Men's Fashion, Eugenics, and Cultural Capital

Members of the Men's Dress Reform Party, 1937.


Here’s a party whose caucus I’d love to watch: The Men’s Dress Reform Party. While researching the history of men and makeup, I ran across a mention of this odd-duck British party in the 1930s whose sole purpose was to agitate for loosened clothing restrictions on men. They paraded about in shorts, open-collared shirts, and color-coordinated socks; if a member wore a tie, he might fasten it inches below his Adam’s apple.

The idea was that the dark, heavy clothes men were expected to wear were unhygienic (it was difficult to wash a suit before widely available dry cleaning—indeed, that’s part of why suits are traditionally dark, to mask dirt), and ugly to boot (we’ll get to that). Men’s clothing was a health hazard, they claimed, which fell into line with its parent organization, The New Health Society, a group devoted to educating people about nutrition, “intestinal stasis,” and “helio-hygiene.” (I visualize them as a predecessor to Gwyneth’s Goop team.) So they fought back, urging employers to let workers wear freer dress, organizing ersatz holidays in which men were to wear whatever they pleased, and throwing rallies at which members were instructed to “Come as you are and feel your best,” which for some meant togas, for others singlets and jeans, and for H.G. Wells, meant “ordinary evening dress.”



Western Argus, Kalgoorlie, Australia, July 14, 1931


It seems odd at first that this would be an organized group instead of a looser assemblage, but its goals were political. They’d seen how women had begun to fling off repressive roles, a movement reflected in their clothes; why not do the same for masculinity? J.C. Flügel, an influential psychologist at the time and a proud MDRP member, claimed that the institutionalization of the suit had led to a “a remarkable repression of Narcissism among men,” which he saw as undesirable, as it left all the fun of self-ornamentation to women. Unleashing men’s sartorial fancy, he argued, would loosen their superego, the restrictive, repressive force in the human psyche—which would ultimately lead to greater freedom.

What’s interesting about the MDRP is its split between a vision that even today seems progressive (a lessened emphasis on traditional masculinity) and a cause that seems abhorrent. Part of the MDRP’s cause revolved around eugenics: If the “right” men were to showcase their appearance, they would be more attractive to the “right” women, and more “right” babies (that is, white babies born into the professional class) would be created. Eugenics was widely accepted in mainstream science and medicine then, but even contextualized, it’s clearly troublesome for all sorts of reasons, with fascism topping the list. Yet even within this odious framework, I appreciate their commitment to at least thinking through the evolutionary logistics. Evolution is often cited as a reason women wear makeup: It’s ornamentation that catches the eye of potential mates. It’s a perfectly fine theory until you question why it’s women, and not men, who wear makeup (for the most part), when both sexes have an evolutionary need to attract the other. So the MDRP’s eugenics mission was wrongheaded, but at least it bothered to beconsistent with its own internal logic and wasn’t just cherry-picking its theories to justify a sexist vision.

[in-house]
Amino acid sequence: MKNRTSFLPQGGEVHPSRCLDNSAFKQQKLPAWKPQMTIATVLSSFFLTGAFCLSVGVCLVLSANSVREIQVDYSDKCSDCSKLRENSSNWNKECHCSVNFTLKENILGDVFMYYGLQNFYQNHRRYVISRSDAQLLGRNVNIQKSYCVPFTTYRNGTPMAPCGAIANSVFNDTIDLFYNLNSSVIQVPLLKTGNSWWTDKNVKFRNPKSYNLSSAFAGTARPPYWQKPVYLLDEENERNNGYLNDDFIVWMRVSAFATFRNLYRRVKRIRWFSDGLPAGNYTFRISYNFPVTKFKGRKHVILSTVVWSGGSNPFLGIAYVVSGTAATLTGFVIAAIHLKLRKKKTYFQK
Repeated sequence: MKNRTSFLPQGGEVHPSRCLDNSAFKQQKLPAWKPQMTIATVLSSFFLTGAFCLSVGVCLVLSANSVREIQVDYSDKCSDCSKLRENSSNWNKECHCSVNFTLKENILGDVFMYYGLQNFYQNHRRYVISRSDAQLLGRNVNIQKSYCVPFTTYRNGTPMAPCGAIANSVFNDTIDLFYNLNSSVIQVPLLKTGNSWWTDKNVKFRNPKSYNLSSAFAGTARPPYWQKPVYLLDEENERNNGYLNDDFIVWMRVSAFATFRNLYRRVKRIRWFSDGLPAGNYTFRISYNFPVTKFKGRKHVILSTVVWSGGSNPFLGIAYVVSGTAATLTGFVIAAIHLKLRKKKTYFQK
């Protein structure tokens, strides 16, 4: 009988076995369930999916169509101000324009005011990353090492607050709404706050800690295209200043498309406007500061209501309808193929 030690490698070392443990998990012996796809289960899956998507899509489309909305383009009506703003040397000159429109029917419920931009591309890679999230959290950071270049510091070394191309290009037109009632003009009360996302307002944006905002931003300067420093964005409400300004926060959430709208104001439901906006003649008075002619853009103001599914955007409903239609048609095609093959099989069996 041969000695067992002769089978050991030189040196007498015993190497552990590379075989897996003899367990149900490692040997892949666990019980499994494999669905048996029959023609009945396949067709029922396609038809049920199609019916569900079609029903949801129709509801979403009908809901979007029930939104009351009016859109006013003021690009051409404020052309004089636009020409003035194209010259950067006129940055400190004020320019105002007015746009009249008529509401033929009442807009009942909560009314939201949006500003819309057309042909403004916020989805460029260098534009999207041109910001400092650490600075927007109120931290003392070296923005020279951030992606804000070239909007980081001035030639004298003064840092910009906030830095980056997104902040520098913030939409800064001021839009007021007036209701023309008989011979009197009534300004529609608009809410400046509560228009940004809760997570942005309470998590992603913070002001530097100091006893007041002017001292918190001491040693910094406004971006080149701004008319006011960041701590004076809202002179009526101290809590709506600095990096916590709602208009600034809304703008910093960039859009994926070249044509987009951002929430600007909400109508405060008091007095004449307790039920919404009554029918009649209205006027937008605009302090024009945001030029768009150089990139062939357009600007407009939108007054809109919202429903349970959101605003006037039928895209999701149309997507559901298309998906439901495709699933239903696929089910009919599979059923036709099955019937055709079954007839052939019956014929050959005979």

Eugenics is tied to class, not just race, and the MDRP has an interesting fabric here too. The party claimed to be for people of all classes, but the fact was that most of its members were middle- and upper-class, and that they weren’t advocating for more accessible clothes, but more fashionable ones. (In fact, clothes were about to become way more accessible, with the invention of fabrics that invited ready-to-wear clothes—which actually wound up accomplishing the MDRP’s goals, even though they had nothing to do with it.) But the MDRP’s biggest reinforcement of class is something that’s familiar today. The suit that the MDRP was fighting against was the very thing their grandfathers had fought for: a uniform of sorts that would theoretically allow for meritocracy to flourish, since it was more difficult to display wealth through the suit as opposed to the ruffles of the aristocracy. The ruffles were seen as oppressive; eventually, the suit that replaced it became seen as the same.

Today it would look like the MDRP’s vision has won out, at least in America (though remember, the MDRP was British) with leisurewear accepted in plenty of professional workplaces and shorts no longer seen as the province of little boys. But the suit remains, and it remains as a symbol of class. Most of the time I see a man in a suit, he’s either in the upper echelons of certain professional worlds (financiers, government officials), or he’s in a position of servitude (security, hospitality). By agitating for the loss of the suit, the Men’s Dress Reform Party wanted to revert to the days of male self-ornamentation as a display of cultural capital. The suit remains, albeit changed—and changed in a way that has shifted its meaning to be about a display of, not an eradication of, cultural capital. In that way, regardless of the MDRP’s place as a mere footnote in history, they were unexpectedly successful.